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Highlight of the Week
Andrés Manuel López Obrador’s decision to put the fate of a new Mexico City airport up to a vote could carry steep political costs.
The president-elect this week offered details on public consultations that from Oct. 25-28 will let Mexicans have a say in whether to continue with a $13-billion project already underway on the Texcoco lakebed. Transition officials say López Obrador will use the results to make a final decision on the project. His proposed alternative is to adapt the Santa Lucía military base for commercial flight, to use in conjunction with the city’s existing airport.
Some experts believe the Santa Lucía proposal is technically unviable, and worry that scrapping the current project – which officials say is over 30 percent complete – would send a negative signal to investors. IMCO, a think tank, estimates canceling the project could cost more than $6 billion.
But López Obrador’s campaign-trail criticism of the Texcoco project makes its continuation politically fraught: Exorbitant costs, concerns over environmental impact and perceptions that the new airport will mostly benefit Mexico’s elite give the project outsize symbolic importance. The president-elect promised impartiality ahead of the consultation, though this week he and his team extolled the virtues of the Santa Lucía option.
Recent polls suggest Mexicans may opt for Texcoco anyway. That, and a promise to reduce costs if the current project survives, could give López Obrador an out. But it would anger local community groups who are calling on López Obrador to cancel the current project outright. Seatbelts please.
What they’re saying: a new report from México Evalúa looks at contracts and public spending on the airport and other major infrastructure projects; Joaquín López-Dóriga on the significance of the airport debate; Enrique Quintana on why the Santa Lucía proposal could win out.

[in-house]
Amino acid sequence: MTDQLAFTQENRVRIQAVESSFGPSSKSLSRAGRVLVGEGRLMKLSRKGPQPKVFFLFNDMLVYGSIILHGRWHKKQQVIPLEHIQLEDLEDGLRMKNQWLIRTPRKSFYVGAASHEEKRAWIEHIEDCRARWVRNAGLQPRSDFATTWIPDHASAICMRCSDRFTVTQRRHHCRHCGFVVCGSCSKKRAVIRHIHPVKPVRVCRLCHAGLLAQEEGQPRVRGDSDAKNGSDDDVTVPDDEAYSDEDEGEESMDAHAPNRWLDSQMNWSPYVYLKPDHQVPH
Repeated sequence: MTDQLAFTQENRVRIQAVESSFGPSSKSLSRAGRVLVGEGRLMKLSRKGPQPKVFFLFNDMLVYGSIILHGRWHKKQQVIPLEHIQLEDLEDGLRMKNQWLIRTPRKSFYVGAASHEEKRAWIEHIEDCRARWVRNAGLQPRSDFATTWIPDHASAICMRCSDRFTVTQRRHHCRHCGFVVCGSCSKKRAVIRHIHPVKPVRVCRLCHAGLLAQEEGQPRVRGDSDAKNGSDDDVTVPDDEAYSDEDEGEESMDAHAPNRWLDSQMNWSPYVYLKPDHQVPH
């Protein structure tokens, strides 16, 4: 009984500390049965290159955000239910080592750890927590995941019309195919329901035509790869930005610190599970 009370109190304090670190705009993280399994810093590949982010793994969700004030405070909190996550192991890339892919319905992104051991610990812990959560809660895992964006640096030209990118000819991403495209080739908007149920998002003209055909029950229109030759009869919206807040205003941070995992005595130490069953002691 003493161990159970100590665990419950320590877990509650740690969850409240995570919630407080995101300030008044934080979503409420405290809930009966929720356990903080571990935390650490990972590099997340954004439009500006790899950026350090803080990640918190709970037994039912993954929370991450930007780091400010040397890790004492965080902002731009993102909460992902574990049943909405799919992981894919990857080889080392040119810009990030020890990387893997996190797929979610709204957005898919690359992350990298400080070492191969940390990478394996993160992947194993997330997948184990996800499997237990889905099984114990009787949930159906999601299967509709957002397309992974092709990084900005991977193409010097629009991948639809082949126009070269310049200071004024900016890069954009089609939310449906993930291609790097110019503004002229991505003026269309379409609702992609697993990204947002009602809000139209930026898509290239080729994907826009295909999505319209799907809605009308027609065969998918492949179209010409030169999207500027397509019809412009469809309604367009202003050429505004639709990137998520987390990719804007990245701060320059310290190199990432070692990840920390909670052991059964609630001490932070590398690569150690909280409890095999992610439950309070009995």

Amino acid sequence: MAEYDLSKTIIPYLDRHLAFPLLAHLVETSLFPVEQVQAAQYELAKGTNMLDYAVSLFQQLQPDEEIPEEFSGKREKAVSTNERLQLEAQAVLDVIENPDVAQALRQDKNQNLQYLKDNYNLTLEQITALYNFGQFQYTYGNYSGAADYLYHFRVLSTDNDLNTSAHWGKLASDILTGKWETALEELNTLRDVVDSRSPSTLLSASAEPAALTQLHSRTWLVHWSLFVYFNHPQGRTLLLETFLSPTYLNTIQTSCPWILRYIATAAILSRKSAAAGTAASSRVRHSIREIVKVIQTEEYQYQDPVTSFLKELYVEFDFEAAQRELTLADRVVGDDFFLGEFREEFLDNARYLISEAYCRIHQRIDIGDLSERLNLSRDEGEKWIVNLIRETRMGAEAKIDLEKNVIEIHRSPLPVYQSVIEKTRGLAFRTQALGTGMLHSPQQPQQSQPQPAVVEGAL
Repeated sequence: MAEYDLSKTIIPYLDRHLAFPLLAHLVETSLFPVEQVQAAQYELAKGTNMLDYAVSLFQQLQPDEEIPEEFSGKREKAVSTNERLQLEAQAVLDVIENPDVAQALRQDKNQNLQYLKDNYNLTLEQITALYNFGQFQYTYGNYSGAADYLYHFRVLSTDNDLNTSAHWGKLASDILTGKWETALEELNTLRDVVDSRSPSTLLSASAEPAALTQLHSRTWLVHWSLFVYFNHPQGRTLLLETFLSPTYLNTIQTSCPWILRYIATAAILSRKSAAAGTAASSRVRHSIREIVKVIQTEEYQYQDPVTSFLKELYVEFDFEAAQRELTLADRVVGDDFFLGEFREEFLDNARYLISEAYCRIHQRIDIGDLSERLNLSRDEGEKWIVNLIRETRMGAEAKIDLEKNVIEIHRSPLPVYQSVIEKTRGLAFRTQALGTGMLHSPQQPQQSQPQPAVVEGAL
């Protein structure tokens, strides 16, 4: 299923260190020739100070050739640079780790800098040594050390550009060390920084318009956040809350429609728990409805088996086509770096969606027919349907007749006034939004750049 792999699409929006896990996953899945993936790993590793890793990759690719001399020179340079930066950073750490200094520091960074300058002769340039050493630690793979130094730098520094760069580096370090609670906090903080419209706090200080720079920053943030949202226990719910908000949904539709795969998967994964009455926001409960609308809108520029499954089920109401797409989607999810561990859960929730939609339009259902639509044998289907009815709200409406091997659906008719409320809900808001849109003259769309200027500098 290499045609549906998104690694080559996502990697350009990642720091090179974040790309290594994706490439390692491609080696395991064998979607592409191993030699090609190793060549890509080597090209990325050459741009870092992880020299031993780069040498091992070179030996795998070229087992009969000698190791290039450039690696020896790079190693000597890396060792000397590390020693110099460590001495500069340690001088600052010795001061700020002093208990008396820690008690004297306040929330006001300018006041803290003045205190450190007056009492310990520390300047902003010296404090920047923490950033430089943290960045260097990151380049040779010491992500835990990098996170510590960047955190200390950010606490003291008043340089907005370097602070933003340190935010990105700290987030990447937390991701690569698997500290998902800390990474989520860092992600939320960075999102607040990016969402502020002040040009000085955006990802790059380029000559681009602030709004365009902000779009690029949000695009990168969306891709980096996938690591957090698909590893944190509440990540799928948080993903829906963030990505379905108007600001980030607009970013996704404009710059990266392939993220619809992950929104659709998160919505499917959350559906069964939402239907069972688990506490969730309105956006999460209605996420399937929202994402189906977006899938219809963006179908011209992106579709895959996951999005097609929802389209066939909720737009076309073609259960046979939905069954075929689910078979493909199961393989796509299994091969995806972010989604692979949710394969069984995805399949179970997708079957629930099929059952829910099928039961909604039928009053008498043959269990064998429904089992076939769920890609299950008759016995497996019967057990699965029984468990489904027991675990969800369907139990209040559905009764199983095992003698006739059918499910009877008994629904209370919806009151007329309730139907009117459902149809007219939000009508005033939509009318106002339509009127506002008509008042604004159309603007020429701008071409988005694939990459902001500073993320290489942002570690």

López Obrador pledged to recruite an additional 50,000 young people to the military and federal police in an effort to tackle record levels of crime and violence. He said his austerity plan and savings from reducing corruption would pay for the increase.
The announcement, made during a thank-you tour stop in Mexico State, came days after transition officials canceled a series of public forums on security that had been scheduled to take place in coming weeks. Several previous forums, designed to solicit opinion from the public on how to reduce crime and homicide, have been met with protests by victims of violence and their families.
Alfonso Durazo, López Obrador’s pick to head a re-booted public security department, said the forums had been suspended so that the transition team could focus on firming up its security strategy, which officials say will be ready later this month.
What they’re saying: Eunice Rendón on the value of AMLO’s security forums; Javier Risco criticizes the cancelations in El Financiero; Carlos Puig in Milenio asks how the administration will pay for more police.
López Obrador said his administration would not include fracking in its effort to increase oil and gas production.
AMLO launched a social media poll to choose a Spanish translation of Mexico’s new trade agreement with the U.S. and Canada. As of publication, “T-MEC” was the favorite.
Teachers’ unions clashed violently at a public education forum in Acapulco hosted by AMLO’s pick for education secretary, Esteban Moctezuma. Moctezuma said the forums would go on as scheduled despite the incident.
Tabasco’s state legislature, where AMLO’s Morena party holds the majority, passed a law making it easier to assign some public works contracts directly to developers.
Quote of the Week
“I’m betting on Houston for their Latin ballplayers, and the Dodgers for their Mexican fan base.”
Andrés Manuel López Obrador made his picks for baseball’s World Series, which begins later this month. He declined an offer via Twitter from the general manager of the Houston Astros to attend a playoff game next week, citing commitments in Mexico.
Russell is AQ’s correspondent in Mexico City